White-box Model Predictive Control: Optimal Control and System Integration of Heat Pumps

Increased use of renewable energy sources and heat pump-based technologies are making heating, ventilation and air conditioning of buildings more complex. This White Box Model can help optimize control and system integration of heat pumps.

Building Heating, Ventilation, and Air Conditioning (HVAC) systems are becoming more complex due to the integration of renewable energy sources and heat pump-based technologies. We are evolving from a society where the building demand determines heating and cooling loads to a society where the availability of heat and cold, through price signals, determines when to heat or cool a building. Furthermore, renewable energy sources tend to use lower temperatures for heating and higher temperatures for cooling since heat pumps operate more efficiently at smaller temperature differences, and direct geothermal cooling is simply not available at temperatures lower than the soil temperature. Smaller temperature differences result in smaller thermal powers, meaning that sudden power peaks have to be spread over longer periods. In order to reach the building comfort, set points in time, this typically means that heating and cooling have to start sooner, depending on the emission system inertia.

This discussion first illustrates the need for adequate HVAC system selection and component sizing during the design stage. There no longer exists one correct design but rather a multitude of feasible designs that consider the local context and potential of the building and the sustainability ambitions of the stakeholders in the construction process.

Model Predictive Control (MPC) is a predictive control methodology that relies on a mathematical model of a system to control that system, in this case, a building and its HVAC. The model considers weather forecasts, occupancy, the building envelope, and the HVAC devices that are connected to the building envelope. The model predicts the impact of the current control actions on the building energy use, emissions, and comfort and on operational constraints during the coming days. Control signals are sent to the existing building management system, and 15 minutes later, the optimization is repeated. While this summarizes the main functionality of an MPC, various approaches exist for implementing the model, which has to be custom developed for a building. Differences are related mostly to 1) the number of components and 2) the level of detail of those components. Such models generally have a strong mismatch between the model and the physical system, making it impractical to couple the model to the physical building.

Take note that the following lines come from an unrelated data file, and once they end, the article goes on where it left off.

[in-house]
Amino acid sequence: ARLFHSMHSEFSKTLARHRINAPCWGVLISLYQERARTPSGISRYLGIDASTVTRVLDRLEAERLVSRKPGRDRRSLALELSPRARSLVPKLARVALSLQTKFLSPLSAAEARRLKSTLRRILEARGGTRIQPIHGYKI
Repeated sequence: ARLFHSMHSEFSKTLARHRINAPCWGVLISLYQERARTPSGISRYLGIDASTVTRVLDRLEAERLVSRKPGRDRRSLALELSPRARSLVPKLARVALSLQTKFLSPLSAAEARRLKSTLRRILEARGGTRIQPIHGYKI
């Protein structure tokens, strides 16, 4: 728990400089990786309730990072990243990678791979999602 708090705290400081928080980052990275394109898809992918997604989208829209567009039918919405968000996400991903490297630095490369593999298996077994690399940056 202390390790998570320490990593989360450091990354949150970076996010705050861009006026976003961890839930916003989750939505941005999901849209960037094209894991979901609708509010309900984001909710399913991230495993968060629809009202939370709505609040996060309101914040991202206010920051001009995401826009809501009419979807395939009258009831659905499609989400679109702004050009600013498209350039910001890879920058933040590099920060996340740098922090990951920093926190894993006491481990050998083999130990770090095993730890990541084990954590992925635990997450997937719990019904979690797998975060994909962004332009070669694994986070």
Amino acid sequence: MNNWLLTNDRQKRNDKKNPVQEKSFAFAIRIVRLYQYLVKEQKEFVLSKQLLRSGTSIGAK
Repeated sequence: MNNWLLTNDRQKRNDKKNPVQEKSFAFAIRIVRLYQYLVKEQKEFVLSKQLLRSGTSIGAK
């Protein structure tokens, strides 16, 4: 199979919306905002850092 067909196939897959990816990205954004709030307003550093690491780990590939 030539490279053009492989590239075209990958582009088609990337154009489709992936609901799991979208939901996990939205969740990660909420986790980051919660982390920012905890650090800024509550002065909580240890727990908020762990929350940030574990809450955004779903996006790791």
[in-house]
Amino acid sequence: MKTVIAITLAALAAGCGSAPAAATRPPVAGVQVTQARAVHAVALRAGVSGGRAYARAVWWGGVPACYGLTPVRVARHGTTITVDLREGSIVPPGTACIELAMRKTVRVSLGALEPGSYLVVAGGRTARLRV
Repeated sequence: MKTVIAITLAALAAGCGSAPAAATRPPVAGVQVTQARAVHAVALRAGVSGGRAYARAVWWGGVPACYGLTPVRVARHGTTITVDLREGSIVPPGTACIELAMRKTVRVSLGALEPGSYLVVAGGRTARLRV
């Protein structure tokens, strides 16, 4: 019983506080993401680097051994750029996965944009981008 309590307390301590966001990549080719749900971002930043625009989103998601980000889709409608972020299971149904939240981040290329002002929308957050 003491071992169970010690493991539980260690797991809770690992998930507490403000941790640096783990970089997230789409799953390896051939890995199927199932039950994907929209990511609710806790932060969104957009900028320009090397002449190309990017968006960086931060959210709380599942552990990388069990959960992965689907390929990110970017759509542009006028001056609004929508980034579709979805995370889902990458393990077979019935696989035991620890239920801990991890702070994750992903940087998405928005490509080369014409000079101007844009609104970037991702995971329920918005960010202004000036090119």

Our goal is to capture the full complexity of each building and exploit the full potential of its HVAC system. Therefore, we use models that are both detailed in the represented physics and in the spatial representation of the rooms of the building. Thanks to this, the model is aware of the full system complexity. One of the demonstration buildings is the 4-story, 3000 m2 office building of Fluvius and Boydens engineering, part of Sweco in Brussels. For the relatively colder bottom floor, MPC managed to shift a larger fraction of the heating load to the Concrete Core Activation, which allowed the Air Handling Unit flow rates and the supply air temperature for the whole building to decrease. The strength of our detailed MPC implementation is that it was able to deal with these complex interactions of multiple zones and components, while at first sight, we, in fact, believed that the elevated condenser temperatures were a bug.

Filip Jorissen, Damien Picard, Wim Boydens, Lieve Helsen, Belgium
The text has been shortened by the HPC team

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